Foolproof Fiction

Do you trust precocious high-school students to pick out reading material for your loved ones? Maybe -- if those youths were tutored by Dave Eggers. A panel of twelve students at 826 Valencia, the Eggers-run San Francisco writing lab, picked out the short stories and essays that fill The Best American Nonrequired Reading 2005 (Houghton Mifflin, $14). For readers who have learned to love Eggers' offbeat tastes, this book is an easy sell: The students have either picked up his preferences or come to the writing center because of preexisting affinities. There's some arch, self-deprecating humor, some depressing stories that seem to have been written only to induce thoughts of suicide, a few socially relevant pieces about the war in Iraq, and a few absolute gems. ... If you prefer your Bay Area-based short-story collections to have a more unified feel, San Franciscan Pushcart Prize-winner Eric Puchner delivers with his first book, Music Through the Floor (Scribner, $24). The nine stories' settings and characters range widely, from Mexican immigrants scraping together a living in the Mission District to suburban boys full of mischief and malice on Halloween night, but the stories all share his light touch. Readers will hope that this collection is only Puchner's opening salvo, and that there is much more to come. ... Meanwhile, T.M. McNally has teetered on the edge of acclaim for over a decade, turning out exquisite prose that somehow hasn't managed to seize the public imagination. His third novel, Goat Bridge (University of Michigan, $24), might just continue that trend, but you can do your part to help him out. Here McNally tells the haunting story of a photographer who flees to the war-torn Balkans to escape pain at home, namely, a missing child and a distant wife. The writing is positively lustrous; one gets the feeling that the author spent hours buffing each sentence to a flawless glow. -- Eliza Strickland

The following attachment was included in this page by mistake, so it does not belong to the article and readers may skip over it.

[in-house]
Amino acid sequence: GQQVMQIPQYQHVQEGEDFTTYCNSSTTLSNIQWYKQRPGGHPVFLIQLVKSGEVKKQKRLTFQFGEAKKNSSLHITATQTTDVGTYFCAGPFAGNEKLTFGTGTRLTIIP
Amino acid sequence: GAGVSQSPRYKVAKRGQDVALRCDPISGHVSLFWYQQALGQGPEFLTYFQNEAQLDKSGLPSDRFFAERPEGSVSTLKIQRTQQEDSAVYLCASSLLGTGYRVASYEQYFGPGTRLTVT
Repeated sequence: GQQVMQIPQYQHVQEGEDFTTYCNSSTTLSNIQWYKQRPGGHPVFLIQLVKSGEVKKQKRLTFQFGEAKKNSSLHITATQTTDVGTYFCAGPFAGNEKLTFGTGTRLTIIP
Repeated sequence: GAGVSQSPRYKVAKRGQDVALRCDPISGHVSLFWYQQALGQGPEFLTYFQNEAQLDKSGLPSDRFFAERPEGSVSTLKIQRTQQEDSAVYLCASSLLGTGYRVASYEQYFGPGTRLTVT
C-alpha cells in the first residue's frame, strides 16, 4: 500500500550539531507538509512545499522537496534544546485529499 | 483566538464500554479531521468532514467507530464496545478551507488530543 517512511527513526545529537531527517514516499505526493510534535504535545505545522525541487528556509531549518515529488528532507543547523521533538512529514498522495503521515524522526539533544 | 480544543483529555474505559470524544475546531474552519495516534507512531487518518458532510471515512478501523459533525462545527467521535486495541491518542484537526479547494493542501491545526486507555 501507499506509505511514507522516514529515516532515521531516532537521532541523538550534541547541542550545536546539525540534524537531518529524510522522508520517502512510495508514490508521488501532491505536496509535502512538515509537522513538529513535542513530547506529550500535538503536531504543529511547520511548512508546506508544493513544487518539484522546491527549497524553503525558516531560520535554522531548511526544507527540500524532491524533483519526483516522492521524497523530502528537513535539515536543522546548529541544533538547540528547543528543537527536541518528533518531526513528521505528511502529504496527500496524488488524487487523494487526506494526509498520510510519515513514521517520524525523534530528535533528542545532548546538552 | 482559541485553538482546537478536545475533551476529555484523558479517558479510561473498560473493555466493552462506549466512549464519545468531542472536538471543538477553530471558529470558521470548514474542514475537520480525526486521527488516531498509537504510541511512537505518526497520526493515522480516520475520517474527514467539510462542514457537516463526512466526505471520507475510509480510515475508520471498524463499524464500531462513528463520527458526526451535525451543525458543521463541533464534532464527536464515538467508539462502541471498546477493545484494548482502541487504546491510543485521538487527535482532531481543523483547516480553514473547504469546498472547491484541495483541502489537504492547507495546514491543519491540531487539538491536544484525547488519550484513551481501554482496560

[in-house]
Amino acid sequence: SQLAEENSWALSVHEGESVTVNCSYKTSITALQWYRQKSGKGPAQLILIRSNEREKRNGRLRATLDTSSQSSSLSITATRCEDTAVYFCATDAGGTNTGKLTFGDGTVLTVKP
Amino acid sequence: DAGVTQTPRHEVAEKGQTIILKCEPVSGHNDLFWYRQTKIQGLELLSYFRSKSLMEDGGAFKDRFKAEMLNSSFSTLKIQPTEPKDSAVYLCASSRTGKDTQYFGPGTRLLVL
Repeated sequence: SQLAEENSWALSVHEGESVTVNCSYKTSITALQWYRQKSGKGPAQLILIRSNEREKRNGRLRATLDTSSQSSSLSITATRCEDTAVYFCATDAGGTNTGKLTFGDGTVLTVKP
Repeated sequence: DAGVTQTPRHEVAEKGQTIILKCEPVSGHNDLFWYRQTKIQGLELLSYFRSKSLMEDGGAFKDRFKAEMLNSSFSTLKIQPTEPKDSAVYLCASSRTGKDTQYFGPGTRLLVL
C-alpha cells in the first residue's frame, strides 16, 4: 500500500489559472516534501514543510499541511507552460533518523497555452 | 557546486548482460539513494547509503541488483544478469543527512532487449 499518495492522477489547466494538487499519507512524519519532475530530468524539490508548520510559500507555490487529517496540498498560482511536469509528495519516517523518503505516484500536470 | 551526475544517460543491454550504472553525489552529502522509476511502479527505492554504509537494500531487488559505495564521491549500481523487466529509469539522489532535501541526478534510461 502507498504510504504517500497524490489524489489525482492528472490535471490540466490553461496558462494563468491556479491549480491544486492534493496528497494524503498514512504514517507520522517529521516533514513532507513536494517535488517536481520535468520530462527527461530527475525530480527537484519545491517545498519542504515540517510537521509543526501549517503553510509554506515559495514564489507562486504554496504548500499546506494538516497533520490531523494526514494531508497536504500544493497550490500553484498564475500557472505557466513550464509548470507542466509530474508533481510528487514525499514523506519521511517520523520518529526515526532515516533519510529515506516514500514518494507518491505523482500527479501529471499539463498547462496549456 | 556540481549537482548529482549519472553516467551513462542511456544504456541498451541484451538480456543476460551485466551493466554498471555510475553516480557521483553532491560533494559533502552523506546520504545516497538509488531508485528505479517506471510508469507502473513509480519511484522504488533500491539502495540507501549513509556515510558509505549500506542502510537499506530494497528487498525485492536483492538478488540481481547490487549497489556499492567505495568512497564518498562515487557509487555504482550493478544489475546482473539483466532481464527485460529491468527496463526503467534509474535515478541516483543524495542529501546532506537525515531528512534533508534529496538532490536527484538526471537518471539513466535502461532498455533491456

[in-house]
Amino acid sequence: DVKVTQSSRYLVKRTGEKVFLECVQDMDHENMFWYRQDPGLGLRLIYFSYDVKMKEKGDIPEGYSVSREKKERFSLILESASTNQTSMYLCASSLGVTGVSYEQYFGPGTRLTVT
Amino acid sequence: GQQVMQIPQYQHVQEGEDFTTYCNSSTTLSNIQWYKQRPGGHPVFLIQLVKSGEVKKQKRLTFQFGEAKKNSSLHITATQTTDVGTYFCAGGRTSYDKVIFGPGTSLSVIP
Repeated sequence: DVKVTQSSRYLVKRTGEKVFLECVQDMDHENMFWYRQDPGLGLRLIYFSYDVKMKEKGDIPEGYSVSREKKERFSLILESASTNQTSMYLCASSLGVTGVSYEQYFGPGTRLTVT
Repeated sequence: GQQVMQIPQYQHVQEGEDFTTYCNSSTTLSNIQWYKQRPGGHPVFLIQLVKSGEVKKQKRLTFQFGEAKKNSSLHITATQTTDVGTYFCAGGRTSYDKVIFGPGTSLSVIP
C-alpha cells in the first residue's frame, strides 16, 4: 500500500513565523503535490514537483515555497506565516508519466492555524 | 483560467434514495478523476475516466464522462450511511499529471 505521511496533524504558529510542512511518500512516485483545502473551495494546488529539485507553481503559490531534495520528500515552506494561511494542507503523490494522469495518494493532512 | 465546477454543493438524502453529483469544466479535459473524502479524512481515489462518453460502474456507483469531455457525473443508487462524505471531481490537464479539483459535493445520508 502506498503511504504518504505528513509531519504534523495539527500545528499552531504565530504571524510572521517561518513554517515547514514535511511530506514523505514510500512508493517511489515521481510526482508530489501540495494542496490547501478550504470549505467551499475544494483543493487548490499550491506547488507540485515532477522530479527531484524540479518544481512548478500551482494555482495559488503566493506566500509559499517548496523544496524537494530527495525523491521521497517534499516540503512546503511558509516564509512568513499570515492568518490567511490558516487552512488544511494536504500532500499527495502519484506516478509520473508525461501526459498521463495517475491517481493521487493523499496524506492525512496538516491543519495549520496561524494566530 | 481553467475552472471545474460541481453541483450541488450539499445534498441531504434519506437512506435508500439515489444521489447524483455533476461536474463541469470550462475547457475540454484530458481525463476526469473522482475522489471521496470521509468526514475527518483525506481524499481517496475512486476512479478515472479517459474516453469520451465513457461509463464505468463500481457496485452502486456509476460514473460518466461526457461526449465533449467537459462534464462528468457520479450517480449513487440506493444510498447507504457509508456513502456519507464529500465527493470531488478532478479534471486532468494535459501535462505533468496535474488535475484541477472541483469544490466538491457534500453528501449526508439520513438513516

Meaty, Pretty, & Aphoristic

In these snide and snarky times it's all too easy for your loved ones to dis the seeking of wisdom, but when it comes in an exquisite package on one of the longest, coldest, wettest nights of the year, they'll sing another tune. A best-seller in his own time but suppressed by the Communists, Leo Tolstoy's Wise Thoughts for Every Day (Arcade, $15.99) is a daybook packed with aphorisms drawn from the great novelist's readings in philosophy, spirituality, and literature. ... Answers offer comfort and inspiration in The 5 W's (Sterling, $9.95), a three-book series by Erin McHugh with one volume detailing where everything that ever mattered happened, another detailing when, and another revealing what it is that matters in the first place, from Sea Monkeys to global warming to Samoan beer. ... In Winners Never Cheat (Pearson, $19.95), Jon M. Huntsman draws on the musings of sages and CEOs to create a tool for tuning up anyone's moral compass. ... Enlightenment might await right behind the nearest moonbeam, plum, or corpse: Get a jump on it with The Poetry of Zen (Shambhala, $16.95), translated and edited by Sam Hamill and J.P. Seaton. ... Also short on syllables, Homeowner Haiku (Frog, $9.95), by Berkeley realtor and poet Jerry Ratch and artist Sherry Karver, is meant for those highly specialized meditations provoked by escrow and blasted water heaters. -- A.R.